Retail is in the midst of a revolution. Inspired by the likes of Amazon, iTunes, and eBay, traditional retailers are jumping the brick-and-mortar ship in favor of the online experience. Meanwhile, e-retailers are focusing more on how to better connect, motivate, and inspire consumers one on one.
This notion of one on one is catching on - and changing the dialogue in the C-suite. As consumer goods brands start to act on this, the bar will be raised in all realms of consumer and shopper relationships. As such, building a connection involves creating communities for like-minded individuals - communities that connect with the brand's values and simplify consumer choice; based upon their own unique set of preferences and habits.
For many years, marketers had a distinct way of examining and determining consumers' decision processes. Typically, consumers considered a wide range of brands and methodically narrowed their options until a final selection could be made. In response, brands addressed consumers' points of awareness and purchase through PR, marketing, advertising, and promotional spending.
Today's "pathway to purchase" is far more complex. Thanks to countless digital advancements, consumers now connect with many brands through many channels. They spend significantly more time in the research phase. They also spend more time shopping online and experience more direct relationships with digital retailers via recommendations, purchase histories, third-party reviews, and more.
Such changes to a consumer's decision process means that traditional strategies used by retailers will no longer work. Retail brands must be as quick as they are agile. A fluid, uncertain market is the new normal. Responsiveness now trumps efficiency. When a brand is responsive to its shoppers' behaviors and expectations, it adds value to its goods and services. Added value allows a brand to earn more in terms of revenue and customer loyalty.
Today, retail communications executives should be challenging their agencies to connect with their shoppers in ways that answer the "why" questions and not just the "what and how" of their brand's reason for being. Focusing on "why" will lead to a more intimate connection and, ideally, the shopper's willingness to invest their time and energy into the relationship. In turn, shoppers will see value via a more emotionally driven brand experience that lives beyond the latest deal.
Agencies should be provoking their clients to think beyond the current selling period and look at more durable ways to engage with shoppers that leverage opt-in communications and information-sharing that increases trust. The goal is to create brand/shopper relationships that are empathetic and "sticky" because the shopper is investing - and what they get back is worth the investment.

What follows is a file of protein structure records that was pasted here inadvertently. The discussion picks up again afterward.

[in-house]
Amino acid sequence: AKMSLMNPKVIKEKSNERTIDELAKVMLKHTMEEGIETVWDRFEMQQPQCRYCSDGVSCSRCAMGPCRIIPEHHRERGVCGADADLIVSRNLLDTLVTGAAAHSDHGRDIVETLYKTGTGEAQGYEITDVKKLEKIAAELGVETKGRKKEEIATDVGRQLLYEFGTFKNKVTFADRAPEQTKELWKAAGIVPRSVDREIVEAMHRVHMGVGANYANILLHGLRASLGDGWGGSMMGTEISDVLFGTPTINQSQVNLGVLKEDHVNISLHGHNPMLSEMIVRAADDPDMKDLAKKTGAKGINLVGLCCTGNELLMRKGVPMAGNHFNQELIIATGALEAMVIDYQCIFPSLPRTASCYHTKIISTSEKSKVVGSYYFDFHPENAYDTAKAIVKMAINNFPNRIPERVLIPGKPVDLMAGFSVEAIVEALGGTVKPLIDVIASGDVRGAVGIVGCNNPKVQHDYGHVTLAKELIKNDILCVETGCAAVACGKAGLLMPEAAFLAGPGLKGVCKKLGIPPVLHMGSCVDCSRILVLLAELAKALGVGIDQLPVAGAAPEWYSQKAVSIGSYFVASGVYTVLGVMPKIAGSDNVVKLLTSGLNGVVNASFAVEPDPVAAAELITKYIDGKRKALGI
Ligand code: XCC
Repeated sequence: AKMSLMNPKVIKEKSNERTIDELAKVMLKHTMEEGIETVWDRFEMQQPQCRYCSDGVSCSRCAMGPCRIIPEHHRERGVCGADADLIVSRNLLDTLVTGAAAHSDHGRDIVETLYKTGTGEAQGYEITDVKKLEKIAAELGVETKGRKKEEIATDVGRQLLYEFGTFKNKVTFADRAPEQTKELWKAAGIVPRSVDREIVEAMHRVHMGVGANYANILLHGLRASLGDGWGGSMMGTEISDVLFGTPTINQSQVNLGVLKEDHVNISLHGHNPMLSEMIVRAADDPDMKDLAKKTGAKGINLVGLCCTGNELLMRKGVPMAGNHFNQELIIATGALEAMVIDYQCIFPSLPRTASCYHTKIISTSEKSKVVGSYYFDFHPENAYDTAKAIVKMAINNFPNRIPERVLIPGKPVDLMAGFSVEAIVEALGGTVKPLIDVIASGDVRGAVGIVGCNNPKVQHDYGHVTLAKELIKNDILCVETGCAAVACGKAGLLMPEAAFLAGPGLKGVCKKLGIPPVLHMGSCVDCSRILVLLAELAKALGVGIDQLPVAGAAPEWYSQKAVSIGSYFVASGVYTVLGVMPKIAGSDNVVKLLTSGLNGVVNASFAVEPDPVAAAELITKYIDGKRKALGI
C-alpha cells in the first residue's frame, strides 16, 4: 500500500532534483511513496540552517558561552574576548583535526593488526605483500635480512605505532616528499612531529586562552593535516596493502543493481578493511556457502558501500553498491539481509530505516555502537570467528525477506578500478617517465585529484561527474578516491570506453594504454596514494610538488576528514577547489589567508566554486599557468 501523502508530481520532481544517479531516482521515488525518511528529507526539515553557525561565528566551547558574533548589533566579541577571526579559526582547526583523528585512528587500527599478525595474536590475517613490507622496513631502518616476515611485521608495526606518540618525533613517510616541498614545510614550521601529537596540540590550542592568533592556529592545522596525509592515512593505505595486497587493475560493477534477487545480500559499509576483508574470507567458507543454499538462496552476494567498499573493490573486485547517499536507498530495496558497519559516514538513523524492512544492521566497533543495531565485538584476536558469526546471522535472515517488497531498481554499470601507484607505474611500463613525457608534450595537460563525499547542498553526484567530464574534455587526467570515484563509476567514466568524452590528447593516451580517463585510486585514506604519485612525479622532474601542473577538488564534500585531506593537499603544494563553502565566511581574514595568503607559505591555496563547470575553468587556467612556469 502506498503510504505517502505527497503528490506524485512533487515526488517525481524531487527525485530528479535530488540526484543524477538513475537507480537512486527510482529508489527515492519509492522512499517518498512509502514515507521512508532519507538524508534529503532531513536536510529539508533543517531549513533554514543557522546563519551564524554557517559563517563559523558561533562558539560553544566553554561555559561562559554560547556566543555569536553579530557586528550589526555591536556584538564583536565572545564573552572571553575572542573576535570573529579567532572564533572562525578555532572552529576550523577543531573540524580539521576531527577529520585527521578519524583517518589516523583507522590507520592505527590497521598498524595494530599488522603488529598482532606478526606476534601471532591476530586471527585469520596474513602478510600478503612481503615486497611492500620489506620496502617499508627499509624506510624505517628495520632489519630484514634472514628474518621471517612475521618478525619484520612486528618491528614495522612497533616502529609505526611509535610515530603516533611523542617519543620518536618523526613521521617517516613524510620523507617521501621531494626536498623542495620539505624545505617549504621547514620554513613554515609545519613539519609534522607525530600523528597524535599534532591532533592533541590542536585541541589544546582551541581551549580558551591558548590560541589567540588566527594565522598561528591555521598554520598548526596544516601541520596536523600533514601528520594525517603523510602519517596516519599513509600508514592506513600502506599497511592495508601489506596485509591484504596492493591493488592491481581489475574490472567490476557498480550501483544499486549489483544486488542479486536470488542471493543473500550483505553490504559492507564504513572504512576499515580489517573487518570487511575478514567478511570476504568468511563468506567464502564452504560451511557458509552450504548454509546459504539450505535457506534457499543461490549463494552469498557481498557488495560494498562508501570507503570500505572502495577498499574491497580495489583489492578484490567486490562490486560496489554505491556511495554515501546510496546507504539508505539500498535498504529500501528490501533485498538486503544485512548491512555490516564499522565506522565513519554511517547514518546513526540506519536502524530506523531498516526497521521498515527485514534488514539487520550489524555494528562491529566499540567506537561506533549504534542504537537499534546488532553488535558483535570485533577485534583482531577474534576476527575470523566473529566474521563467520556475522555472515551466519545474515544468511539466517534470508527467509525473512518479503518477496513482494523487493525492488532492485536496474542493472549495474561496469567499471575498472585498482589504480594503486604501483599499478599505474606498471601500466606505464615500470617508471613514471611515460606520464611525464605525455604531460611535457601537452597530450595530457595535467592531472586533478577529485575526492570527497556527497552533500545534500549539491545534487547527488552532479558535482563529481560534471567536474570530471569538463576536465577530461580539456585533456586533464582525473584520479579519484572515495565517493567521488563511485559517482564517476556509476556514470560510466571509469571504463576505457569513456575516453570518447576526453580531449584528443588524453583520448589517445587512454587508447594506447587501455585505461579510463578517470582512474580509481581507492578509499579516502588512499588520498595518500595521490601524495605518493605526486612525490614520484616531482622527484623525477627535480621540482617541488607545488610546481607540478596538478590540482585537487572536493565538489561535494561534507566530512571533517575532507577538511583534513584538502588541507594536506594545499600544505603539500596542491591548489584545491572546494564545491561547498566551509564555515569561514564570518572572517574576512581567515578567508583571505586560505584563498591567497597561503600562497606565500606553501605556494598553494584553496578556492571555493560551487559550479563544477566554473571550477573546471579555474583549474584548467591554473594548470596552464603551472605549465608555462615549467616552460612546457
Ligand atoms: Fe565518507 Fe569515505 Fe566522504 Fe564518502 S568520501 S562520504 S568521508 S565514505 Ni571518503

Brick-and-mortar retailers, in particular, have the advantage of the actual store experience to connect with shoppers in a richer, more immersive way than their purely digital competitors.
For example, Macy's is deploying various technologies in its stores - free Wi-Fi, digital receipts, tablets for store associates, and more. Such technologies not only enhance the in-store experience, but also mirror its online shopping experience. In short, Macy's appears determined to master an omnichannel perspective, where brand-driven retail prevails and channels become irrelevant. The brand will be accessible to shoppers no matter how or when they prefer to explore or shop.
Suning, the leading household appliance chain in China, spent 2011 focused on meeting consumers' needs through better service and e-commerce. To improve after-sales service in an effective and sustainable way, the brand established an employee-training center, the first of its kind in the industry. Indeed, Suning's brand promise to "Bring happiness to your home" signals an ongoing commitment to the customer through the life of its appliance.
Every channel matters, so it is imperative for retailers to tap into technology in a way that resonates with the overall brand proposition. It is technology, after all, that enables them to establish personal connections with consumers - a key driver of business growth in today's global marketplace. The future will belong to those retailers that leverage the best digital tools in order to establish meaningful and valuable relationships with consumers. l
Bill Chidley is SVP of Interbrand Design Forum, the retail division of global brand consulting firm, Interbrand.